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Germany is often praised for its art, culture, music and film. But what does the current pop culture look like? Can Germany say that they do their heritage of artists like Bach and Beethoven proud, or would the classic musicians turn around in their graves? And what about TV and movies?
Germany was once a country that was kind of the “inventor” of all movie genres. In the past, Germany produced high quality movies and influenced the world. However, the current state of German TV and movies is a rather sad one. And the Germans know it. One of the TV shows that has been around for over 30 years, “Wetten, dass...?” (“Should be bet that...?”), has been stopped – to the dismay of some and to the joy of others. People hope that this change shows that changes are indeed possible, and many Germans hope that German TV could develop into something great and not only really on imports from other countries.
There are good German actors around – however, everyone agrees that a lot of work has to be put into the German film and TV industry. The best German actors and actresses usually end up working in Hollywood. Some of the most popular German actors and actresses are:
Franka Potente became famous with the movie “Run, Lola, Run”, and then starred in movies like “Blow” and the “Bourne Conspiracy”.
Diane Kruger was also born in Germany and has recently received more attention after playing parts in movies like “Inglourious Bastards” and “Unknown”.
He was born in Germany, raised in Ireland and is know based in London, England. The German, however, like pointing out that he is one of them (though his passport says otherwise). Fassbender is famous for his part in various X-Men movies.
German pop music seems to be dominated by retro songs these days, and many pop culture criticism articles complain about the lack of innovation in pop music.
Die Prinzen (the Princes) are one of the best known German bands, and have been around for ages. While they do not produce much new material anymore, their tours are still very popular with people.
Born in Mannheim, this singer and songwriter has been in the music business as a popular and successful solo entertainer since 1998. However, he started being quite popular since he worked as a background singer for other singers and bands since the year 1993. It speaks volumes for the quality of his work that he is still around while many acts he sang for are not.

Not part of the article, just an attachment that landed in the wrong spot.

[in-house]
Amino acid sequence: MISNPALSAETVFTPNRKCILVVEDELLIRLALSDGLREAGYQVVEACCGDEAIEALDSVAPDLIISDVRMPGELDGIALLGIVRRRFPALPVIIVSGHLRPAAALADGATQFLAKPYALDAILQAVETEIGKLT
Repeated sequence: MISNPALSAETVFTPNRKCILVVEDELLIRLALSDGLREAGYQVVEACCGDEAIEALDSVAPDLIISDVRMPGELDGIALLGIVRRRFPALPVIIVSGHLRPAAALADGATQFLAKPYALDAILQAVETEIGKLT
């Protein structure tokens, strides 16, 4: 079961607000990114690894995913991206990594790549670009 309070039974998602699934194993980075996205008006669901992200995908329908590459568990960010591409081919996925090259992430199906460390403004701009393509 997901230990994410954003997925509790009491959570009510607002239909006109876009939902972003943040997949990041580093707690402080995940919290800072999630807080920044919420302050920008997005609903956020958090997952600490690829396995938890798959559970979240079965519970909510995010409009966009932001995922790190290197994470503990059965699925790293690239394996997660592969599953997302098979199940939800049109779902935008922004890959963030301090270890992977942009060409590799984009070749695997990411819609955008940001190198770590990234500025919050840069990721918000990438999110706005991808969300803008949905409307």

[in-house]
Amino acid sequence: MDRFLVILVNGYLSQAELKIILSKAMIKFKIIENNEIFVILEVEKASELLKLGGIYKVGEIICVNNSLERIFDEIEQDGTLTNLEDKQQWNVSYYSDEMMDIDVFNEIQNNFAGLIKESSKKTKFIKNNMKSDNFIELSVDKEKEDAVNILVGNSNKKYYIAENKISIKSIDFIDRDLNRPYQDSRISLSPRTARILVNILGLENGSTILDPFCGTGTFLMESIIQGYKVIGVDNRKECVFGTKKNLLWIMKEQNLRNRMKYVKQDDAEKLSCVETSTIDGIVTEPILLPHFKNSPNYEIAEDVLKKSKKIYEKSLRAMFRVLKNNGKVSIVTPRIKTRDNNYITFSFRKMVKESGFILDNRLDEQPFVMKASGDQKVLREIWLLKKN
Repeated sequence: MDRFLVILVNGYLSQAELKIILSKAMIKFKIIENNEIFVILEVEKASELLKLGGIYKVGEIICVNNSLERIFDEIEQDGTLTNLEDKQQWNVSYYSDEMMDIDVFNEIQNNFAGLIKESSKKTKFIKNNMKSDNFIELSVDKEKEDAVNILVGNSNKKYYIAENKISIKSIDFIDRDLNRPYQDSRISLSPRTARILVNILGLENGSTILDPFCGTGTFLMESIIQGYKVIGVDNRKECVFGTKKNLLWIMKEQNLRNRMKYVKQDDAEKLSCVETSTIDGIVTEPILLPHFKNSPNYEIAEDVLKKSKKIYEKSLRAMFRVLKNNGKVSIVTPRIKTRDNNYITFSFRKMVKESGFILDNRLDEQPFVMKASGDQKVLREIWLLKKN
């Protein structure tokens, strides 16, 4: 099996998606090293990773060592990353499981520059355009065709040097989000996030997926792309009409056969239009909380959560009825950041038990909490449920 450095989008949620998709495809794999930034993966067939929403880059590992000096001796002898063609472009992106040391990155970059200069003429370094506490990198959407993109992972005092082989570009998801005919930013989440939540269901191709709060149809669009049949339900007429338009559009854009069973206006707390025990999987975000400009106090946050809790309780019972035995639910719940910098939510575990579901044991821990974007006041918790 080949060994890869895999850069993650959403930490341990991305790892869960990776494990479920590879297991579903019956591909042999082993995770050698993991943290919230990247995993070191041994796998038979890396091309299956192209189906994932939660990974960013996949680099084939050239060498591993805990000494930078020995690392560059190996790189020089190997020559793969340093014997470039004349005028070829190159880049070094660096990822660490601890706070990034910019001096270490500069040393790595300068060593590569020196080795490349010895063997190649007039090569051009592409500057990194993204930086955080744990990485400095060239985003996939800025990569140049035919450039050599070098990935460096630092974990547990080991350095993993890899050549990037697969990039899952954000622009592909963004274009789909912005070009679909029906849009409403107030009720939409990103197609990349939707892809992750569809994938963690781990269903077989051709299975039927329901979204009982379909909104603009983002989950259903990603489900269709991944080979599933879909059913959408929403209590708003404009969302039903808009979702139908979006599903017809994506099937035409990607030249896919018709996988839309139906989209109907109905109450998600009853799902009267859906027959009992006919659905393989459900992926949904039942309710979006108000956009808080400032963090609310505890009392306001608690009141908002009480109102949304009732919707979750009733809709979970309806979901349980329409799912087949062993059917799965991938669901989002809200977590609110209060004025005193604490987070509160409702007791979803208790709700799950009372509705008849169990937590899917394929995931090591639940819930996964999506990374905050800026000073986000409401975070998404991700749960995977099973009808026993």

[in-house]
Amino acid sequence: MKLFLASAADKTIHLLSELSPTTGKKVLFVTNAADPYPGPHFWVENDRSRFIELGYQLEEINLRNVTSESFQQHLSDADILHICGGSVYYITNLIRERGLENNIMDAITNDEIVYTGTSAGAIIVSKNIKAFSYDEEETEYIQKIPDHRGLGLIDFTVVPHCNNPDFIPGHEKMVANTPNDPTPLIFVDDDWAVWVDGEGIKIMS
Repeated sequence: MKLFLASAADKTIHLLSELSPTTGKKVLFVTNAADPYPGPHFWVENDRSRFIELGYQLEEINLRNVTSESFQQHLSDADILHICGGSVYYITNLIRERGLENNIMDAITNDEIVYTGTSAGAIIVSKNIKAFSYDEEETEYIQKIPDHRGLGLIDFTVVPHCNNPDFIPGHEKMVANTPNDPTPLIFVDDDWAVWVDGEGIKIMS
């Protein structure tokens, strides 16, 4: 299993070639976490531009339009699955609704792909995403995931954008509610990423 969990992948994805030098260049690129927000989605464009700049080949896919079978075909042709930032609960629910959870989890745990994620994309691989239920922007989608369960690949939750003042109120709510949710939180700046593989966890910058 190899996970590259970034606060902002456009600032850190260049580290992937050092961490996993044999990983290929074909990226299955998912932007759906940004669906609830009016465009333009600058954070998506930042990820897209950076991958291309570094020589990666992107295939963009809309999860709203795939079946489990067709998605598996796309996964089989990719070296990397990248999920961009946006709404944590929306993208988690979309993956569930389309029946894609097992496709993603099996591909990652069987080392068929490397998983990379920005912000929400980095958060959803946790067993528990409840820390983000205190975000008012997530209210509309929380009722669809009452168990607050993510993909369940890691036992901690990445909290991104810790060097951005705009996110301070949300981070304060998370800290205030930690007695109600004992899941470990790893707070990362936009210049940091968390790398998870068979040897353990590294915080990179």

Sabrina Setlur, for whom Xavier Naidoo used to be a background singer, is still around, and most likely the best known German female rap singer, and also the best-selling one at that. However, her popularity has suffered a little during the last few years.
This band is one of the reasons why German singers and bands don't feel embarrassed about singing in their native language anymore. Their hit single “Die perfekte Welle” (The perfect wave) showed that songs that are sung in German don't have to be horribly cheesy or meaningless.
There are some questions you often hear about German pop culture – some are based on a lacking knowledge, some are based on facts from events way in the past. Here are some of them:
A: Actually he isn't. At least not any more. He was quite popular around 1990 because he had a free concert at the Berlin Wall, and his song “Looking for Freedom” of course hit the spot with the freshly reunited Germans. His TV series “Knight Rider” was popular, and people also enjoyed watching “Baywatch”. Hasselhoff made a few more fans because he made the effort to also sing in German – but these days Hasselhoff definitely isn't someone people talk about much.
A: For some reason many people believe that Rammstein is very popular with all Germans. They sell well, and do have loyal fans – but there are just as many (or even more) people who don't like their music.
A: As mentioned above, German bands and singers have increasingly been singing in German – and their rock, pop, punk and rap songs don't have much to do with the rather soppy folk songs German grandmothers watch on TV.